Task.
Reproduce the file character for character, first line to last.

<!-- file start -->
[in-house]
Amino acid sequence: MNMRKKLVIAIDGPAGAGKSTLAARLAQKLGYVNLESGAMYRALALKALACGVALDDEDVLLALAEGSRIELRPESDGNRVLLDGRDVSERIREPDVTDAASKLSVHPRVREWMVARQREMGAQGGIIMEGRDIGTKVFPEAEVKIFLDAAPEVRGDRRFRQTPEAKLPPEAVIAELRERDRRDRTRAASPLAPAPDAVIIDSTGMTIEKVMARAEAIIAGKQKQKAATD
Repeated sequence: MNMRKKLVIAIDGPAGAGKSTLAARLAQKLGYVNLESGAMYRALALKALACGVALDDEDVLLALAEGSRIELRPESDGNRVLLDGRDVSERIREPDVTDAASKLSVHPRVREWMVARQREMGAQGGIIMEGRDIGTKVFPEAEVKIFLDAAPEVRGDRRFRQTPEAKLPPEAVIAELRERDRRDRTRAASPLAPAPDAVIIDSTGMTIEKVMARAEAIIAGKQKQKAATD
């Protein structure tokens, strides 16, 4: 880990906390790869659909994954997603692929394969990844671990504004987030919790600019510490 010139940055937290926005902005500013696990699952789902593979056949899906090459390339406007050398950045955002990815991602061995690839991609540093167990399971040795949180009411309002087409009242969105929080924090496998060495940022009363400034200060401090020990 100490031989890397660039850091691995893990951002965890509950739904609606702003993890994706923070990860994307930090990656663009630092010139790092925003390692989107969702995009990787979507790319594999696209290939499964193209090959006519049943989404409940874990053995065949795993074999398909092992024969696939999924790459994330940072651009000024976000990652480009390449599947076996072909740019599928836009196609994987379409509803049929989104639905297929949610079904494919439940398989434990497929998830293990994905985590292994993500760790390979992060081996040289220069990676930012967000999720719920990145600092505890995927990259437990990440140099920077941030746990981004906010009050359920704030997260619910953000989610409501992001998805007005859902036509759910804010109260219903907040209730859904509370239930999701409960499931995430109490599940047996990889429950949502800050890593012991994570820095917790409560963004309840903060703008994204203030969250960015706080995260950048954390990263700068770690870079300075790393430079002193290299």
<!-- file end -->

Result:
[in-house]
Amino acid sequence: MNMRKKLVIAIDGPAGAGKSTLAARLAQKLGYVNLESGAMYRALALKALACGVALDDEDVLLALAEGSRIELRPESDGNRVLLDGRDVSERIREPDVTDAASKLSVHPRVREWMVARQREMGAQGGIIMEGRDIGTKVFPEAEVKIFLDAAPEVRGDRRFRQTPEAKLPPEAVIAELRERDRRDRTRAASPLAPAPDAVIIDSTGMTIEKVMARAEAIIAGKQKQKAATD
Repeated sequence: MNMRKKLVIAIDGPAGAGKSTLAARLAQKLGYVNLESGAMYRALALKALACGVALDDEDVLLALAEGSRIELRPESDGNRVLLDGRDVSERIREPDVTDAASKLSVHPRVREWMVARQREMGAQGGIIMEGRDIGTKVFPEAEVKIFLDAAPEVRGDRRFRQTPEAKLPPEAVIAELRERDRRDRTRAASPLAPAPDAVIIDSTGMTIEKVMARAEAIIAGKQKQKAATD
């Protein structure tokens, strides 16, 4: 880990906390790869659909994954997603692929394969990844671990504004987030919790600019510490 010139940055937290926005902005500013696990699952789902593979056949899906090459390339406007050398950045955002990815991602061995690839991609540093167990399971040795949180009411309002087409009242969105929080924090496998060495940022009363400034200060401090020990 100490031989890397660039850091691995893990951002965890509950739904609606702003993890994706923070990860994307930090990656663009630092010139790092925003390692989107969702995009990787979507790319594999696209290939499964193209090959006519049943989404409940874990053995065949795993074999398909092992024969696939999924790459994330940072651009000024976000990652480009390449599947076996072909740019599928836009196609994987379409509803049929989104639905297929949610079904494919439940398989434990497929998830293990994905985590292994993500760790390979992060081996040289220069990676930012967000999720719920990145600092505890995927990259437990990440140099920077941030746990981004906010009050359920704030997260619910953000989610409501992001998805007005859902036509759910804010109260219903907040209730859904509370239930999701409960499931995430109490599940047996990889429950949502800050890593012991994570820095917790409560963004309840903060703008994204203030969250960015706080995260950048954390990263700068770690870079300075790393430079002193290299």